OK, doc, let me focus this for you.
I have noticed this particular trait in people consumed by shame, by self-hatred. They are ruthless and desperate. They often become expert manipulators, it is the only way they can survive. They argue, they cajole, they minimize their own bad acts, they bully, they attack, when confronted they rage and in an extreme situation may even threaten to kill. Even if the murder threat is made only once, it is hard to forget.
“You are veering into terrain you vowed not to go into in this ms,” says the shrink, making a note on a legal pad with an expensive fountain pen.
There was one relationship in my father’s life, an involuntary one at that, that would illuminate more about the way he was than any single relationship I can think of. It is one I must not write about directly, it is taboo. Which presents a maddening dilemma to me, as the person trying to tell the complete story of what my father faced, how he was driven to be the way he was.
I once heard my father’s millionaire first cousin Dave, Eli’s younger half brother, laughingly chide my father for wanting to control his money from beyond the grave. Dave was a pleasant man with a big smile my father always referred to as Dave’s Cheshire Cat smile. My father was concerned about not leaving money to a relative who flushed huge sums of money down the toilet regularly. He agonized at the near impossibility of protecting his life’s savings from this relative.
“What are you doing?” says the shrink, acting as some kind of guardian of decency, real or imagined.
Your demons will make you tolerate evils that will make other people shudder. You will defend someone who only threatened to kill you and your children once. You will be silent as the truth is made taboo, an alternate false set of facts is forced on everybody, fake smiles all around, rage ready to blow at any second underneath.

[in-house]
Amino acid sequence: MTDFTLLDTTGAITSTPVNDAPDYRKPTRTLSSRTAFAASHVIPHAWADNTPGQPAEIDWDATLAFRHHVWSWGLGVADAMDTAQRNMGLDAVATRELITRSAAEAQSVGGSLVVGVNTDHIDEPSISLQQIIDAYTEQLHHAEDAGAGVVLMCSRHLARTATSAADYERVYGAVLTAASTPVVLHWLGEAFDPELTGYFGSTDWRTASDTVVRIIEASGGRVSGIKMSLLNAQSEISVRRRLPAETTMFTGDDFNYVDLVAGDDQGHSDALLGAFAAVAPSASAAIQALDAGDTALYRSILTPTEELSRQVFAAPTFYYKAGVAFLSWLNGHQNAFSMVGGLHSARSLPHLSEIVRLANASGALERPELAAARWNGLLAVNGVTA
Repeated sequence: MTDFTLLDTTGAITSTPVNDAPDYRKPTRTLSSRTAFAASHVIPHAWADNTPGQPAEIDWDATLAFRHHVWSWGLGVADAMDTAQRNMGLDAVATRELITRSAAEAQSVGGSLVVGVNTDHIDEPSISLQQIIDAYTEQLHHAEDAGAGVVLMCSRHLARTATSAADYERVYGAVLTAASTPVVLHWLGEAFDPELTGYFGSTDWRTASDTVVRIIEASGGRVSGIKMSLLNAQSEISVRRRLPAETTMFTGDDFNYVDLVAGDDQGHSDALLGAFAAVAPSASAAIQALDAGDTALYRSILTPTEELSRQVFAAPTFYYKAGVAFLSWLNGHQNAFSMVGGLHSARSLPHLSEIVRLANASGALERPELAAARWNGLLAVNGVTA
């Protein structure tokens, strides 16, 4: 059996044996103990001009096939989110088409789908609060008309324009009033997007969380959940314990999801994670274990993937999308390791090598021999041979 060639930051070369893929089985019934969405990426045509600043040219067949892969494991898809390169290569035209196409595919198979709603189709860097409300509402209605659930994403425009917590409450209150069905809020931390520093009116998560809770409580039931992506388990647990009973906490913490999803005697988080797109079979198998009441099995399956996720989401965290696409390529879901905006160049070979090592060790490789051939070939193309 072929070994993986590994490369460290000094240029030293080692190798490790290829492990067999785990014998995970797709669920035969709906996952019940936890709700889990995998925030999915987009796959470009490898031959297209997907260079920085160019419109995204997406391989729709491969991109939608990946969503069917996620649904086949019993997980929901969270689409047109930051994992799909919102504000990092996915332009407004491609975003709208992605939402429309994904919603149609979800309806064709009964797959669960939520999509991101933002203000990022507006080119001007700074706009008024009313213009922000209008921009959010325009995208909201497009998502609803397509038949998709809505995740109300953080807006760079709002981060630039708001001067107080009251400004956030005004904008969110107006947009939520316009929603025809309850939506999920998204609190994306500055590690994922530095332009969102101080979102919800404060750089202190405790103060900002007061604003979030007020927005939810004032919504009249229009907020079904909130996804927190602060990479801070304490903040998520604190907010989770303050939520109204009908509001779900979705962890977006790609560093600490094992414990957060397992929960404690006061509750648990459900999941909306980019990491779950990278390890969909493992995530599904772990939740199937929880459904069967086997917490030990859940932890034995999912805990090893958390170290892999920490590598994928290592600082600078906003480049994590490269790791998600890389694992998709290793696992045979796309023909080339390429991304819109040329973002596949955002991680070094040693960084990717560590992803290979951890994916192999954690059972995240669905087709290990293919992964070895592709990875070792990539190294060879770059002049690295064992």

“You truly can’t keep your mouth shut about this, can you?” says the shrink.
My most goading demon, doctor, is a powerfully amplified voice that says, in a dozen dialects, even if you are completely right, shut the fuck up, especially if you are completely right. One of my main demons. I think that bastard is the main one. A lie will suffice to explain everything, your search for the truth is an affectation, arrogance, hubris. There is no truth, smiles the demon, nothing that can’t be twisted and used against you as long as enough desperate determination is applied.
The demon laughs, pointing out how brief the periods in human history have been where this has sometimes not been the case. Invites me to write about one such time, after the riot in a Brooklyn high school in the 1970s when the study conducted after it was an earnest search for causes and solutions rather than the usual fixing of blame. The demon keeps asking why I continue to perversely struggle against the way the world of humans has always been?
I’ve seen the damage lies do, felt it in my tissues. Lies justify every atrocity. They cover every imaginable shame, obscure every criminal enterprise while creating greater shame, hatching motives for other crimes. We simply do not speak of things that cause the deepest pain. So it was with the worst of my father’s behavior. So it is whenever humans act in rage. So it is for every human burdened with shame, humiliation, painful experiences that are impossible to carry. What is left to that person is to manipulate others, to defend themselves at all costs. Such was the terrible burden my father carried for his eighty years, with the high costs it continually extracted from his loved ones.
“Fairly adroit pivot, there,” said the shrink, filling in another line on his New York Times crossword puzzle. “Under the circumstances.”